THE SUBURBAN LOT

  • IT’S TOO HOT…AND DRY

    August 2015

    thermomFollowing record breaking June rainfalls for New Jersey, the recent high temperatures coupled with weeks of no precipitation make this summer one of the hottest and driest on record. “Wilting, withering” and “mercury popping” is how one writer aptly describes growing conditions this year – and I couldn’t say it better.

    IMG_8350-2Early leaf drop and discoloration are evident. Many plants and lawns, in spite of regular irrigation, look scorched and burned. With little rain and continuous high temperatures, plants are taking a beating, in some cases failing to reach full potential for size and flowering. Even many ‘full sun’ selections in my nursery look stressed, and have been relocated to the shade house to recover and prevent further damage.

    IMG_8337Climate change, man-made or otherwise, is a reality that affects all life. Over the last twenty years I have observed dramatic shifts in what is considered ‘winter hardy’ in our zone 6. Now perhaps I have to reconsider what is ‘summer hardy’? Extremes on either end of the spectrum have made specifying and providing warranties for the landscape a challenging task.

    thThe best bet for summer survival is to keep plants as hydrated as possible. Lawns and beds may need heavier and longer watering in long runs of high temperatures where no rainfall is predicted. Of course, check for any current watering restrictions.  For lawns, ask your contractor to keep the blades set high to 3 or 3 ½”….a scalped lawn in dry heat is fast to burn. A 2” to 3” layer of mulch is also crucial to lock moisture in and to maintain lower soil temperatures.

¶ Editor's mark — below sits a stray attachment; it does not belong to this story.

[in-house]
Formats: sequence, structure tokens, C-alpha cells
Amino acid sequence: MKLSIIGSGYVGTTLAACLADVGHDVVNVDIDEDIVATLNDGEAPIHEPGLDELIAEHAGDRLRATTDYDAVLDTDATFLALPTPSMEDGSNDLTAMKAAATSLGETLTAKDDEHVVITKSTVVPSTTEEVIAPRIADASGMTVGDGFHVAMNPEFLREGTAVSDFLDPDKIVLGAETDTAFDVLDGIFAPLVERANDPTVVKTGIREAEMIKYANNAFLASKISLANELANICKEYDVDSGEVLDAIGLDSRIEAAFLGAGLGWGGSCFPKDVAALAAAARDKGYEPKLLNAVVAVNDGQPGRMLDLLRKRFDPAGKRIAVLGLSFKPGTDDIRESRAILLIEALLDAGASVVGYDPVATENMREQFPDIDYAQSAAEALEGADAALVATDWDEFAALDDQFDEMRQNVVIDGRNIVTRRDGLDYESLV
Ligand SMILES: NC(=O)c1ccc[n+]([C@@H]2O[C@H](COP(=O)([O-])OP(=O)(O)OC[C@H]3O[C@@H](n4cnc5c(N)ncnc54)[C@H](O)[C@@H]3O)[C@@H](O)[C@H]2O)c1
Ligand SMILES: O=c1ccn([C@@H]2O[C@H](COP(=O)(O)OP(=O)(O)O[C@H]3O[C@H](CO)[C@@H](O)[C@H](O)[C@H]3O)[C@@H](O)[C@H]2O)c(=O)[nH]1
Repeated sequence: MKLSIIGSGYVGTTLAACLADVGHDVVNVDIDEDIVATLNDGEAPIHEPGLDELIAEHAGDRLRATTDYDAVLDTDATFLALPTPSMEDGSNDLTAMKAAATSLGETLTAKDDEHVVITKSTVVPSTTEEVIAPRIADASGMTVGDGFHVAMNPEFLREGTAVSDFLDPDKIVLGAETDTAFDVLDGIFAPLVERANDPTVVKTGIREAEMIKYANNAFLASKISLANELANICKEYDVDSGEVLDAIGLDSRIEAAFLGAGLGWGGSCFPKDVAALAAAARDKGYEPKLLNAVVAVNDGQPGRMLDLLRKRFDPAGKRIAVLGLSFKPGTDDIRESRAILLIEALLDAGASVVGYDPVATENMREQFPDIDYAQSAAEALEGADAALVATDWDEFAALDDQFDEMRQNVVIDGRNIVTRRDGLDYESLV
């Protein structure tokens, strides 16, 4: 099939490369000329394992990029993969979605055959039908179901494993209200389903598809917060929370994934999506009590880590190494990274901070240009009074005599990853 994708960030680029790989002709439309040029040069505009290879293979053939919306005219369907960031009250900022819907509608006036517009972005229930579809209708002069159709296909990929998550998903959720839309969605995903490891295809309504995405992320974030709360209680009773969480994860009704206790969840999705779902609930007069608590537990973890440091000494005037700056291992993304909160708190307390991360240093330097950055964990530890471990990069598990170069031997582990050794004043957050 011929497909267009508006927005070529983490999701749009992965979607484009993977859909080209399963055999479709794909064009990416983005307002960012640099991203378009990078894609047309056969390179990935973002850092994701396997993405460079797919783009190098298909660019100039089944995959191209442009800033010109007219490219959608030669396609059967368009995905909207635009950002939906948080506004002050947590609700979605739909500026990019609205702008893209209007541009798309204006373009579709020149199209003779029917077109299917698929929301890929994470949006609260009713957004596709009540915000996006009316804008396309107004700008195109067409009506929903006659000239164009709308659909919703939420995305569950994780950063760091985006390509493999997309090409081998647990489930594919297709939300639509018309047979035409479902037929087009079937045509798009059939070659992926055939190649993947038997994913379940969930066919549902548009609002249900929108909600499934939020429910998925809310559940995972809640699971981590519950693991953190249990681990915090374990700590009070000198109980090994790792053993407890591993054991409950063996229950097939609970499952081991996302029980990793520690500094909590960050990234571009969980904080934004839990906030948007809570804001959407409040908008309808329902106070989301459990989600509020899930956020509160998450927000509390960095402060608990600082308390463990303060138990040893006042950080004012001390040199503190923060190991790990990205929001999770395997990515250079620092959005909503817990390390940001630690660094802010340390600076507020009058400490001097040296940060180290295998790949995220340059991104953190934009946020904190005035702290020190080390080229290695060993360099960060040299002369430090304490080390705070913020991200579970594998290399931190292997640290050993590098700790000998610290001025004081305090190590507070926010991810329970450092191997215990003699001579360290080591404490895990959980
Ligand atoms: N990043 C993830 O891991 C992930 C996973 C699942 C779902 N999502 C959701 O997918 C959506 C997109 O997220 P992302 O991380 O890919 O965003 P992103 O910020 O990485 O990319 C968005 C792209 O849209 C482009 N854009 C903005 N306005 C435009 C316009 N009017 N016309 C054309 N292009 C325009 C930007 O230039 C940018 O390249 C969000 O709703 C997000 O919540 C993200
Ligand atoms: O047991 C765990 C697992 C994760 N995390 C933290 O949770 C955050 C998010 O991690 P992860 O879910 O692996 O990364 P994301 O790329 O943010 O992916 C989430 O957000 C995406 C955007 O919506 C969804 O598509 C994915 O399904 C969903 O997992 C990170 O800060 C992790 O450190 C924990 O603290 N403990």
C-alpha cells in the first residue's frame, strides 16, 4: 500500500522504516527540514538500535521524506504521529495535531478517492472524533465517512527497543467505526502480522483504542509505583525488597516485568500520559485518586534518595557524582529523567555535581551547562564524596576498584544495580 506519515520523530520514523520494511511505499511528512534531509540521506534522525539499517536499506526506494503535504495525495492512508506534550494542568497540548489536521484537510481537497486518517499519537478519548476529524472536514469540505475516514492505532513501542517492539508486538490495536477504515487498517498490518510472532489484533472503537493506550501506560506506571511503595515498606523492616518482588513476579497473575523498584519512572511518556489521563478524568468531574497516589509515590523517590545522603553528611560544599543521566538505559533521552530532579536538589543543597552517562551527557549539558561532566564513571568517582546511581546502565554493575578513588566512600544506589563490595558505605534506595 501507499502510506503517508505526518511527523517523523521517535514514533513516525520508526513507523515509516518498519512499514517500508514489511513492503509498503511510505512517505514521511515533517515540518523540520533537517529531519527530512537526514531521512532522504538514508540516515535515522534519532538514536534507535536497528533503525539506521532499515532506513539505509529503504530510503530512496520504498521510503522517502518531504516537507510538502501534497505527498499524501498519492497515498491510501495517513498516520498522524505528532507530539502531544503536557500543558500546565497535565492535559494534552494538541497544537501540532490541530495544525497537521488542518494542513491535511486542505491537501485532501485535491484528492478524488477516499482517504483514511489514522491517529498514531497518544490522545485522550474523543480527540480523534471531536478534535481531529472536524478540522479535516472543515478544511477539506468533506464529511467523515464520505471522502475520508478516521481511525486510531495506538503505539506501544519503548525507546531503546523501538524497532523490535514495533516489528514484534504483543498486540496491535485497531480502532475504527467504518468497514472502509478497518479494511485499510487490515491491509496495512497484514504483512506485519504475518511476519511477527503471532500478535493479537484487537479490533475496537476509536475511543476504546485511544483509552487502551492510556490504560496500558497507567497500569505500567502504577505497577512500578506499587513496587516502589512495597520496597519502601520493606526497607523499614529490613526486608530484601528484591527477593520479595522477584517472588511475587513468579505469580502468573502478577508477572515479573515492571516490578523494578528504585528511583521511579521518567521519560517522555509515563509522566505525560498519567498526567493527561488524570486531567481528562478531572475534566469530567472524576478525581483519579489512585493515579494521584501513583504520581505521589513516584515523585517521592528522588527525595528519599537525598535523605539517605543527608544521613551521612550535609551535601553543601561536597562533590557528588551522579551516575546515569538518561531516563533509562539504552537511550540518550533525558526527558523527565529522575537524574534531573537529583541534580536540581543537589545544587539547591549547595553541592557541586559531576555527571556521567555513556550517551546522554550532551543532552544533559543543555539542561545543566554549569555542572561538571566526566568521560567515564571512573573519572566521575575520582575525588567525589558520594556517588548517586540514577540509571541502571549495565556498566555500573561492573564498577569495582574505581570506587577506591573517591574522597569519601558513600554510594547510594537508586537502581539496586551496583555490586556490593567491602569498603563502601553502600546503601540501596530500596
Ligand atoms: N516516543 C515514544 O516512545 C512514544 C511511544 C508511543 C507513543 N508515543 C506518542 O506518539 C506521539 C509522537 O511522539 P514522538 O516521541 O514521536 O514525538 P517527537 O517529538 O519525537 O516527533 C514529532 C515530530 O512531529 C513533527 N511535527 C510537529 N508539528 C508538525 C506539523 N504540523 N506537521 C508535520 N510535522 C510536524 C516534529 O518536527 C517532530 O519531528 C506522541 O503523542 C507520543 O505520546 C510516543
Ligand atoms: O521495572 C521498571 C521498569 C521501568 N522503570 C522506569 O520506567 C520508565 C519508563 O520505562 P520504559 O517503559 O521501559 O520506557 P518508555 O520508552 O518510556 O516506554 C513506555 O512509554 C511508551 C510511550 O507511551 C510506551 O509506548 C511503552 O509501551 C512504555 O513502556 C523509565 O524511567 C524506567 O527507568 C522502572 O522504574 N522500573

thPlants should also be carefully sited to make sure they are in the best location for their sun tolerance. Some items may need to be moved. Drought resistant varieties that prefer dry heat and little to no irrigation (lavender, catmint, coreopsis, artemisia) will likely increase in their landscape value as time goes on. I’ll be taking this into consideration as I plan this winter for next year’s installations.

    For help with any of your landscaping needs, please contact Mierop Design via the website: mieropdesign.com.